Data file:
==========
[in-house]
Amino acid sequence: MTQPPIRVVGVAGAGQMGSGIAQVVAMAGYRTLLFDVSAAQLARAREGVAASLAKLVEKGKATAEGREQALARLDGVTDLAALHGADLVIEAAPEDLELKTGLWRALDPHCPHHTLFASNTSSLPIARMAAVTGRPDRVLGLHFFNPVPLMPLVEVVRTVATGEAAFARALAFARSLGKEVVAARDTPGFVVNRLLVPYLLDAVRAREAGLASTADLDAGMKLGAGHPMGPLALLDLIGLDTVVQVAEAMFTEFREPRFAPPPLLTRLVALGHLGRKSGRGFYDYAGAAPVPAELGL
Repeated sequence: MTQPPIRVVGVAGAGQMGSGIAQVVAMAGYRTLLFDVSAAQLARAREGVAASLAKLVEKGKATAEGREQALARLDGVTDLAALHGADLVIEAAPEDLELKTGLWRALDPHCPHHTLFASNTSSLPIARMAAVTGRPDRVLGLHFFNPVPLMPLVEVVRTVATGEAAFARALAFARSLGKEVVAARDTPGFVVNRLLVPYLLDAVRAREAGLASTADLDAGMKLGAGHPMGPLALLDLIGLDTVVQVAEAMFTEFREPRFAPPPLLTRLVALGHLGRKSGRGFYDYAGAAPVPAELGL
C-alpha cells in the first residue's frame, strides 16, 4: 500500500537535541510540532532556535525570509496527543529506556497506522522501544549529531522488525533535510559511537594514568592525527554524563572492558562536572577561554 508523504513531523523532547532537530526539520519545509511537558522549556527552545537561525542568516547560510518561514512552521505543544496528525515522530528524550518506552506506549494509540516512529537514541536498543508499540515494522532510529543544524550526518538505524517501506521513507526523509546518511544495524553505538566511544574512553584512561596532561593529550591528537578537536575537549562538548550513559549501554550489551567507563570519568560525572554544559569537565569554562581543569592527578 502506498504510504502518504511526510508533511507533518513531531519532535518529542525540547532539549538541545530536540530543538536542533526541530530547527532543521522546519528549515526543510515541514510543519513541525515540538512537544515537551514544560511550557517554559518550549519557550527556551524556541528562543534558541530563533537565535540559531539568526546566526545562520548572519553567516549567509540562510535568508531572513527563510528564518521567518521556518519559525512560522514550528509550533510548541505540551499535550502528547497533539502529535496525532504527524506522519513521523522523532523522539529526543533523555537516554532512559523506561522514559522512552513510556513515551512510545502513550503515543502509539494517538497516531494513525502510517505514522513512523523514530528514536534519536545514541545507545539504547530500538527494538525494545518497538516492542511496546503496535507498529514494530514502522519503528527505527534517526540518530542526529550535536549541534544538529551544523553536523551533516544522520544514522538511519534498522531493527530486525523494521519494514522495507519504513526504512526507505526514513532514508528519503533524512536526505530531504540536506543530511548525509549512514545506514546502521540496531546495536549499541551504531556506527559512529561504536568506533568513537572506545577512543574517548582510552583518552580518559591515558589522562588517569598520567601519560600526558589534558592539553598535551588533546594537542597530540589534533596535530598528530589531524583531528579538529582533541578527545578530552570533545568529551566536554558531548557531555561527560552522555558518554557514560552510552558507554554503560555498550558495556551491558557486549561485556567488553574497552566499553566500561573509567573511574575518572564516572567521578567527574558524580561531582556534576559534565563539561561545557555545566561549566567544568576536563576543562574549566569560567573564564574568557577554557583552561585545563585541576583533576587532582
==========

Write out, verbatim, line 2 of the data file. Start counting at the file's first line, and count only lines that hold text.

Amino acid sequence: MTQPPIRVVGVAGAGQMGSGIAQVVAMAGYRTLLFDVSAAQLARAREGVAASLAKLVEKGKATAEGREQALARLDGVTDLAALHGADLVIEAAPEDLELKTGLWRALDPHCPHHTLFASNTSSLPIARMAAVTGRPDRVLGLHFFNPVPLMPLVEVVRTVATGEAAFARALAFARSLGKEVVAARDTPGFVVNRLLVPYLLDAVRAREAGLASTADLDAGMKLGAGHPMGPLALLDLIGLDTVVQVAEAMFTEFREPRFAPPPLLTRLVALGHLGRKSGRGFYDYAGAAPVPAELGL